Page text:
WINDSOR – Part-time deputies in the Bertie County Sheriff’s Office will be receiving a pay raise.
Appearing before the monthly meeting of the Bertie County Board of Commissioners, Sheriff John Holley requested the increase for his part-time deputies in keeping with the pay scale of some of the area’s other security and law enforcement agencies.
“I’ve checked around all the local agencies and they are at $15 an hour,” Holley stated. “I’m hoping that the Commissioners will see fit to move part-time Bertie County Sheriff’s officers up to $15 an hour.”
Currently, Bertie part-time deputies make $12 an hour.
County Manager Scott Sauer informed the board that the salary increase could be absorbed within the budget due to a number of vacancies that had not as yet been filled.
Commission chairman Ronald D. “Ron” Wesson cited security employees at Vidant Bertie Hospital are making $35 hour.
“Look at who we’re competing with,” he implored. “Even at $15 it’s still going to make it difficult to compete.”
Wesson said the county is in the process of doing an across the board salary study of all county positions.
“We’ve been quite visible in what we’ve been able to do in working with the sheriff and his staff to see where we are as a county,” Wesson said.
The chairman then called for a vote and Commissioner Stewart White made a motion to approve the $3 per hour increase for the part-time Sheriff’s Office employees and it was seconded by Commissioner Ernestine “Byrd” Bazemore.
The Commissioners’ vote on the increase was unanimous.
“Make sure that your deputies know just how much we value their services,” Wesson concluded.
Holley concluded his presentation before the Board with an update on the relocation of some of the Sheriff’s personnel, magistrate, as well as other law enforcement services to the former Bertie County Schools’ Central Office and Board of Education building location at 222 County Farm Road. The county purchased the building from the school system earlier and hopes to have the Sheriff’s Office occupy it sometime early in 2016.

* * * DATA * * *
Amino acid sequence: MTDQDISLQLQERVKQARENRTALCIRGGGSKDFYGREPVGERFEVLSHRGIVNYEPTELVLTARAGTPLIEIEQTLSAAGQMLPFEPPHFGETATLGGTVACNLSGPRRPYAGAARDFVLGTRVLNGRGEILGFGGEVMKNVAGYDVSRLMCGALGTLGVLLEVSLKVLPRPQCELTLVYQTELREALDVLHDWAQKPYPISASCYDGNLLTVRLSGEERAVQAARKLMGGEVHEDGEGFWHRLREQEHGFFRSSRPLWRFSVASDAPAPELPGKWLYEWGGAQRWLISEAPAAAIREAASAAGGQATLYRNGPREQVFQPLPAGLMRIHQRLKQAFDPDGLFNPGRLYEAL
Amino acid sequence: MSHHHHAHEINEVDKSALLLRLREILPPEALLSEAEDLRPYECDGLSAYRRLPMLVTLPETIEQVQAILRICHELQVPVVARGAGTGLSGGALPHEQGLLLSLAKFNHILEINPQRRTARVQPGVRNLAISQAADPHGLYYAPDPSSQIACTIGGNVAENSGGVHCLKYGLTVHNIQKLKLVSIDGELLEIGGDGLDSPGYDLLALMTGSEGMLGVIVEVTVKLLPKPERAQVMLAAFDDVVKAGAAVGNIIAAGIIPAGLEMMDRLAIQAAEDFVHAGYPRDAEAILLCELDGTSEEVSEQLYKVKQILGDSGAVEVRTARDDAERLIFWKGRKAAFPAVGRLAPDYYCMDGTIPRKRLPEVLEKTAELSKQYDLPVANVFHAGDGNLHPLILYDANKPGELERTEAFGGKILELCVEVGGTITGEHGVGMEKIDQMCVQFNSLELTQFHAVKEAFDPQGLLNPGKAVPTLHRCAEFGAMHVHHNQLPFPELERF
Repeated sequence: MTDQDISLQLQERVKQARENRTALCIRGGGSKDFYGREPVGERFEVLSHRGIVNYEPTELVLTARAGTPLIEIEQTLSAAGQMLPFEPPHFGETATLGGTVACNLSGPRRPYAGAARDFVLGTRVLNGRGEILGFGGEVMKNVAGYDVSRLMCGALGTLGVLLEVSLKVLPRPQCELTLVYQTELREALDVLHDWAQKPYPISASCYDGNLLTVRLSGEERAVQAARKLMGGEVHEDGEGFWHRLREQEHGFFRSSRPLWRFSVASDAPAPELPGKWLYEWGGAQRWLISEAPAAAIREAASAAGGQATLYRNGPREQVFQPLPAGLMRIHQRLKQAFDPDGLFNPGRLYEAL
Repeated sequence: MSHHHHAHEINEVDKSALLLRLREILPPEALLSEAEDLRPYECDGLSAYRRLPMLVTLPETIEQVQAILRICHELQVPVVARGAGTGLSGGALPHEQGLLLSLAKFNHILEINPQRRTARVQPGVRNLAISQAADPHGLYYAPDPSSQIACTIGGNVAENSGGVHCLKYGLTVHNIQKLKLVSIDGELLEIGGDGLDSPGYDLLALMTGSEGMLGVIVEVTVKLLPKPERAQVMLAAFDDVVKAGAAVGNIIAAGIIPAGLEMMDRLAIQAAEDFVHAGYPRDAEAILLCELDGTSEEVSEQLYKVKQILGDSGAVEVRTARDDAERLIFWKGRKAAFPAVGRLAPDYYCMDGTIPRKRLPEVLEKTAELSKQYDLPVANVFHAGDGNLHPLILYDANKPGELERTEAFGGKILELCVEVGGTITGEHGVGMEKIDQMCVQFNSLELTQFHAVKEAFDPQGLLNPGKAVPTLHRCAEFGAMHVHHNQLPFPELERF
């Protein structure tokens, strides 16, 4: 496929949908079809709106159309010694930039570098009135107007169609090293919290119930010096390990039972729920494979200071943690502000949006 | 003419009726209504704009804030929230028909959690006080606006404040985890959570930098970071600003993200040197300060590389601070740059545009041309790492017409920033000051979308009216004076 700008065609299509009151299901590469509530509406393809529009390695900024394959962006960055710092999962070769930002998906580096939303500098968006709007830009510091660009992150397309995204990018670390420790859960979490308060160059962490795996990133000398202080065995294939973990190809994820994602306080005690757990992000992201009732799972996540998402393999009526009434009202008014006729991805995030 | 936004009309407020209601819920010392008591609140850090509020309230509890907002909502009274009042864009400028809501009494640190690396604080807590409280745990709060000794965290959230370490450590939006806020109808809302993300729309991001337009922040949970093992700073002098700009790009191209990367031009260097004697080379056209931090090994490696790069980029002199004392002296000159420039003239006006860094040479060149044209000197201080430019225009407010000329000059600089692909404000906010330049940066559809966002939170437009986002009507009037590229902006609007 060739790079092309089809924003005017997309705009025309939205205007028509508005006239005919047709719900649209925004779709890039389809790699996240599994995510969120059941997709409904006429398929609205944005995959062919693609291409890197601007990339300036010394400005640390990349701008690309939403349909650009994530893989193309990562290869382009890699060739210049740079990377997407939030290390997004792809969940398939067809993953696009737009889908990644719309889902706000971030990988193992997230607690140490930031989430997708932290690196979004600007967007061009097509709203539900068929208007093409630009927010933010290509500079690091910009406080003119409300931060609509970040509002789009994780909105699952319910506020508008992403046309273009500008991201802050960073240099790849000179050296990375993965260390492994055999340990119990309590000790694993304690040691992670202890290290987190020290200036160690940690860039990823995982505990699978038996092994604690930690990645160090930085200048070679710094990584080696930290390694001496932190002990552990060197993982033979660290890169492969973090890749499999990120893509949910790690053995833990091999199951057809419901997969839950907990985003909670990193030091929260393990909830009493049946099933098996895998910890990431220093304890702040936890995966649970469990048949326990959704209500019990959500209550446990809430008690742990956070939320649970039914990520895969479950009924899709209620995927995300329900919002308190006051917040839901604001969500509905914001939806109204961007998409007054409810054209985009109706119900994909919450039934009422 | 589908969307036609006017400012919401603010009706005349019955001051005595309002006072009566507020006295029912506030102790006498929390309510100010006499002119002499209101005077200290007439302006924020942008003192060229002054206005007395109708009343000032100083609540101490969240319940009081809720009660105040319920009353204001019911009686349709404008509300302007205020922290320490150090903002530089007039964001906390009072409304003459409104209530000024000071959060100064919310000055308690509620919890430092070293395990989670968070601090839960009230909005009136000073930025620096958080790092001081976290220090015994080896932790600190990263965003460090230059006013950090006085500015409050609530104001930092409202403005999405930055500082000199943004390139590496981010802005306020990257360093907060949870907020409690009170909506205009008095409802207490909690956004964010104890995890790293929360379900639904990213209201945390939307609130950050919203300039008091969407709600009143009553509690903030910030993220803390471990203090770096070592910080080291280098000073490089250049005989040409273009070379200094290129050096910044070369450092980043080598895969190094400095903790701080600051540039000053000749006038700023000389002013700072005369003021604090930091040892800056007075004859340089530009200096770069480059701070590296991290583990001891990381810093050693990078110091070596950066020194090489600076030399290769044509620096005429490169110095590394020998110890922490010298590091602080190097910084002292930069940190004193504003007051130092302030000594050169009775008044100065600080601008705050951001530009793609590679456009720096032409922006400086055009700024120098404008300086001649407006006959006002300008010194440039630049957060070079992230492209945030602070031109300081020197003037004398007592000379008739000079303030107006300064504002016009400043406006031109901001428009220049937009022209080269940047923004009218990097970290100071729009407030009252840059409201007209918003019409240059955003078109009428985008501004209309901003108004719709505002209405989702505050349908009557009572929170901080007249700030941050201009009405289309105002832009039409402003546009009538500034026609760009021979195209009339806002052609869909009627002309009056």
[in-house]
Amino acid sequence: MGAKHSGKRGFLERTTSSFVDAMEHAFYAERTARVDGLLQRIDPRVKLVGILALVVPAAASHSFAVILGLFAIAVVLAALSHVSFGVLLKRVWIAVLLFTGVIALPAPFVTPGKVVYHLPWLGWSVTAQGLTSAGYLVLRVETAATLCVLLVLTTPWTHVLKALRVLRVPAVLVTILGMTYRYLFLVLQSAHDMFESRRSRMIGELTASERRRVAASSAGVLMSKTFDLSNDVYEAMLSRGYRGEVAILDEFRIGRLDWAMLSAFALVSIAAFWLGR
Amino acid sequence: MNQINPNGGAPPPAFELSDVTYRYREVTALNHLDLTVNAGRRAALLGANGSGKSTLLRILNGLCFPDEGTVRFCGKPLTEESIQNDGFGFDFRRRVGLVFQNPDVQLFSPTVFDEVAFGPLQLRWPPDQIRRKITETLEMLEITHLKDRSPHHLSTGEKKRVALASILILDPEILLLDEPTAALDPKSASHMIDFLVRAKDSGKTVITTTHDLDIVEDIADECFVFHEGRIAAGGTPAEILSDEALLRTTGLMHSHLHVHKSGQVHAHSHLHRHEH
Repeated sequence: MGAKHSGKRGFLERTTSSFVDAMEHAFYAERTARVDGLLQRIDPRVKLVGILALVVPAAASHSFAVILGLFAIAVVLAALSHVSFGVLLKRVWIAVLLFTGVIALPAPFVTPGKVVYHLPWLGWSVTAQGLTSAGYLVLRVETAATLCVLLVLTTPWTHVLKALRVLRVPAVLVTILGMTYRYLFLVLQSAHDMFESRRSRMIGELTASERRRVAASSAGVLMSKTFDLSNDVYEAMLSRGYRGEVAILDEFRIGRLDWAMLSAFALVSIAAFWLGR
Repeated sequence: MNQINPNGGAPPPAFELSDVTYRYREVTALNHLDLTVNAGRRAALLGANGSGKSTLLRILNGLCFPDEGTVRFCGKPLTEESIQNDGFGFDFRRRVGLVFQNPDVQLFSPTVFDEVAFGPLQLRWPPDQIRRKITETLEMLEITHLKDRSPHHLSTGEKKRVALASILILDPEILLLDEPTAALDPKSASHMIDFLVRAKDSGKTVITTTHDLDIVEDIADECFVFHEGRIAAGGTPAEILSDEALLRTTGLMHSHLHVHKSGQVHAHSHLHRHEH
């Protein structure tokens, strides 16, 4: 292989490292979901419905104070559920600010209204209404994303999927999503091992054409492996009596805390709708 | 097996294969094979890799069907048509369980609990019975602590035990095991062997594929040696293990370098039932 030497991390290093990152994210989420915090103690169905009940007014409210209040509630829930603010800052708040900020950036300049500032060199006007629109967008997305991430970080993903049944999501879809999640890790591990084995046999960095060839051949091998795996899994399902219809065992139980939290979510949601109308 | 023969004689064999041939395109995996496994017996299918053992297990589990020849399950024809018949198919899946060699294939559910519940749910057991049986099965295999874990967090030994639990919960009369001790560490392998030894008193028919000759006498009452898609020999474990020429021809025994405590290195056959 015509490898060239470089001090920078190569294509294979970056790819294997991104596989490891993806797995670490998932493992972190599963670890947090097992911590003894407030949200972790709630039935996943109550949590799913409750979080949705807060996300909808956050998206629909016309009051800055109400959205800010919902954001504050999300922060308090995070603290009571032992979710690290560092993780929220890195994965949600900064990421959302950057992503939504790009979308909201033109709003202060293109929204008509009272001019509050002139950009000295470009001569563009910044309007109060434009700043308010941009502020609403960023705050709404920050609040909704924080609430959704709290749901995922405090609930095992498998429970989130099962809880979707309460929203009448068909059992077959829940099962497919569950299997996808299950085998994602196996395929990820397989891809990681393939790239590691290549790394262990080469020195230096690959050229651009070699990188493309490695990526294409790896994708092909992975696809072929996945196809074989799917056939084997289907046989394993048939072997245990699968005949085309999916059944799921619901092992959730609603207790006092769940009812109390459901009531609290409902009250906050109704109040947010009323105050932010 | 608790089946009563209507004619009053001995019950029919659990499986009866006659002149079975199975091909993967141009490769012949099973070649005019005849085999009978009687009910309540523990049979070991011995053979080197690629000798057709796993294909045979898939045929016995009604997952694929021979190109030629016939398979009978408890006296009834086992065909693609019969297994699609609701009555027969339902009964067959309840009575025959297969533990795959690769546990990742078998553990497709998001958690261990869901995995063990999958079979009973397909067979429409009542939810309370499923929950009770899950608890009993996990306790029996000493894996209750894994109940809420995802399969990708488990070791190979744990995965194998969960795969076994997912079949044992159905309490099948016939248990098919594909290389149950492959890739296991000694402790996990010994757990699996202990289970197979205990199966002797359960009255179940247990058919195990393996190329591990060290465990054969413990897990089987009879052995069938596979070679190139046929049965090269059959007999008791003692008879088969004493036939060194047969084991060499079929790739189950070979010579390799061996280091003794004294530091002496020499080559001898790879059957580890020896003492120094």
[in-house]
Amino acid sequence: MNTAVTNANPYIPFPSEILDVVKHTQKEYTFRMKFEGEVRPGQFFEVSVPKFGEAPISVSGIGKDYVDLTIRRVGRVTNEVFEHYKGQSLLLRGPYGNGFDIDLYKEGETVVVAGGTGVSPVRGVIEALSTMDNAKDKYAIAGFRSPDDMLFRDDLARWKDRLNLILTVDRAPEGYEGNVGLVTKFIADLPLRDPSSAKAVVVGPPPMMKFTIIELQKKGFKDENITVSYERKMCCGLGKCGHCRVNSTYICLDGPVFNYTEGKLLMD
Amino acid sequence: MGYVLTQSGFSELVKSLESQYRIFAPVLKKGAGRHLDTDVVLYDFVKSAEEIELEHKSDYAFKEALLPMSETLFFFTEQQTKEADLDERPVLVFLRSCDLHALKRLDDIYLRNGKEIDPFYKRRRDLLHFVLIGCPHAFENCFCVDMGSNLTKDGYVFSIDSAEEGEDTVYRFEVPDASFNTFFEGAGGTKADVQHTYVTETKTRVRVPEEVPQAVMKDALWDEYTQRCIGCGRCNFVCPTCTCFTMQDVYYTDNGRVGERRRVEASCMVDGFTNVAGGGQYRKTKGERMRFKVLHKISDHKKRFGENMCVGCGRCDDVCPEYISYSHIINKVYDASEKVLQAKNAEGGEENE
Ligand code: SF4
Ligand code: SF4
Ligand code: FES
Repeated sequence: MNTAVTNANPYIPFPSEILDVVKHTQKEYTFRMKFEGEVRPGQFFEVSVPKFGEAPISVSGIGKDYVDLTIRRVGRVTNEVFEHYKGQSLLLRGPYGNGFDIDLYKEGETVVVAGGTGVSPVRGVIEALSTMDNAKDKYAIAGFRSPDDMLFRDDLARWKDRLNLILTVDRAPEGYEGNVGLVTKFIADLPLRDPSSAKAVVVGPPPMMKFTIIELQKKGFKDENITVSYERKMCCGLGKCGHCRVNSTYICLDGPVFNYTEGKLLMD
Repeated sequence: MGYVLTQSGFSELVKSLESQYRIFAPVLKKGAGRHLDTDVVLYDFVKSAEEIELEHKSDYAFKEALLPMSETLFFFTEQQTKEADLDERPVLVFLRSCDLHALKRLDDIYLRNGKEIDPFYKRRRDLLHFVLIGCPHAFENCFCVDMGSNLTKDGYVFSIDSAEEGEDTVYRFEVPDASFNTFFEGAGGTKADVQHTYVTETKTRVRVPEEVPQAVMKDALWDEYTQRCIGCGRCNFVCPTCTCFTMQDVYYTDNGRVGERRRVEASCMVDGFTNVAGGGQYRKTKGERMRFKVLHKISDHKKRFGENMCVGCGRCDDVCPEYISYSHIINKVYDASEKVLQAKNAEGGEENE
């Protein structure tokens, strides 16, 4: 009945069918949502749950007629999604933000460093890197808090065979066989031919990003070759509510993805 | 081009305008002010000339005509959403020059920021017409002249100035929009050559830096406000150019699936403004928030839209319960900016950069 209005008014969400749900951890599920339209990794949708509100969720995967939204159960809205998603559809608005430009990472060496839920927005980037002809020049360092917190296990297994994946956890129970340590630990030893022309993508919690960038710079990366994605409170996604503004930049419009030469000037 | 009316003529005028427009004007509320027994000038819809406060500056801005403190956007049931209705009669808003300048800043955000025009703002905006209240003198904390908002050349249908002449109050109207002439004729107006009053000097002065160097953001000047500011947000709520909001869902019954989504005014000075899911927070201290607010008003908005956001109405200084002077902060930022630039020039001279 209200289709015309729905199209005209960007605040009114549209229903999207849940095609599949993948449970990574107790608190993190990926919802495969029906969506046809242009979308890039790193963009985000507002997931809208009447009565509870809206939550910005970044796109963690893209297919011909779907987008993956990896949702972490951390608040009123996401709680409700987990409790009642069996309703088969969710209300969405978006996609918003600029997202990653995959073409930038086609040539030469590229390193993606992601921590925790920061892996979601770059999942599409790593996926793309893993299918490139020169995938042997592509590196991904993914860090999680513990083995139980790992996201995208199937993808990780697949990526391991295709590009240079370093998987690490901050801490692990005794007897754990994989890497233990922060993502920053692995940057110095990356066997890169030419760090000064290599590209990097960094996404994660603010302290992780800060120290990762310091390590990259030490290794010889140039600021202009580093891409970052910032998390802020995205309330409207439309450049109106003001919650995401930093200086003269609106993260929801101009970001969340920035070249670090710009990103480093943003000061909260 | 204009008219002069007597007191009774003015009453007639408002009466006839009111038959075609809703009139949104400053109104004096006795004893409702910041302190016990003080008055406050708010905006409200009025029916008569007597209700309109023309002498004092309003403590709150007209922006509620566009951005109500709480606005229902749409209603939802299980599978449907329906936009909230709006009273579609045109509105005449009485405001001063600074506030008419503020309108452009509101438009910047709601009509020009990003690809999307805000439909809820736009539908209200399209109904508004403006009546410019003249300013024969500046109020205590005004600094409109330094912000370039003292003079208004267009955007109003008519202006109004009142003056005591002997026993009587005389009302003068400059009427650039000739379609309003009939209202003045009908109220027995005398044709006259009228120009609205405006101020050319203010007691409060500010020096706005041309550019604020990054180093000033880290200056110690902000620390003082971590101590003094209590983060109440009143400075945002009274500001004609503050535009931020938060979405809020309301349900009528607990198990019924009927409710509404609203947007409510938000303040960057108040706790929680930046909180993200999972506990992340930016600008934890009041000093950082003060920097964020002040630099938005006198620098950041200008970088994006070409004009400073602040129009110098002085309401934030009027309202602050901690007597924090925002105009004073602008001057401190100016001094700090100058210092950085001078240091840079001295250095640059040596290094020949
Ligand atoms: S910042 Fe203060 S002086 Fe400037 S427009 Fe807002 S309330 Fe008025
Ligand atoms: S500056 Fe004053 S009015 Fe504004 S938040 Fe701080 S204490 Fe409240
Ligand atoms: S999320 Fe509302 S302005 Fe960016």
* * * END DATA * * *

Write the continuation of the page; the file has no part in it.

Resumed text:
“Overall where the Sheriff’s Office employees, staff, communications, we’re fine with that,” Holley reported. “We’re just trying to make sure we get the magistrate into a good area.”
Holley acknowledged that most of the move has been done with minimal reconstruction, but he pointed out that he wants to have an additional fingerprint machine installed in the rear of the building to complement the one already in use in the front of the building.
“This is where we process people,” Holley added, “and we’re having problem with bringing people from Bertie Correctional and (also) people waiting to be fingerprinted for concealed (handgun permit). I wouldn’t want my wife in there at that time; but we’re running into that problem, so this would take care of (the problem). With two fingerprint machines we could have one in the rear where we could process, and one in the front where you could actually stop by for concealed handgun.”
Wesson asked once more about the magistrates’ location within the new building plans; whereupon Holley said 6th District Chief Judge Brenda Branch is currently working with the county’s magistrates.
“What I’m suggesting is that perhaps we take you out of that discussion,” said Wesson. “We know what your interests are but perhaps we need to have that discussion with the judges and the magistrates. We’ll let them know we’ll do everything we can to accommodate them in the space that we have designated, but we want to make sure that your needs are also met.”
Commission vice-chair Tammy Lee inquired as to when the fiber-optic communication lines would be installed and Sauer reported it had begun a week prior with completion expected in January or February of next year.
Lee also asked about the county’s contract for the electronic monitoring system and County Attorney Lloyd Smith said he was still in communication with the company, but had not received word back.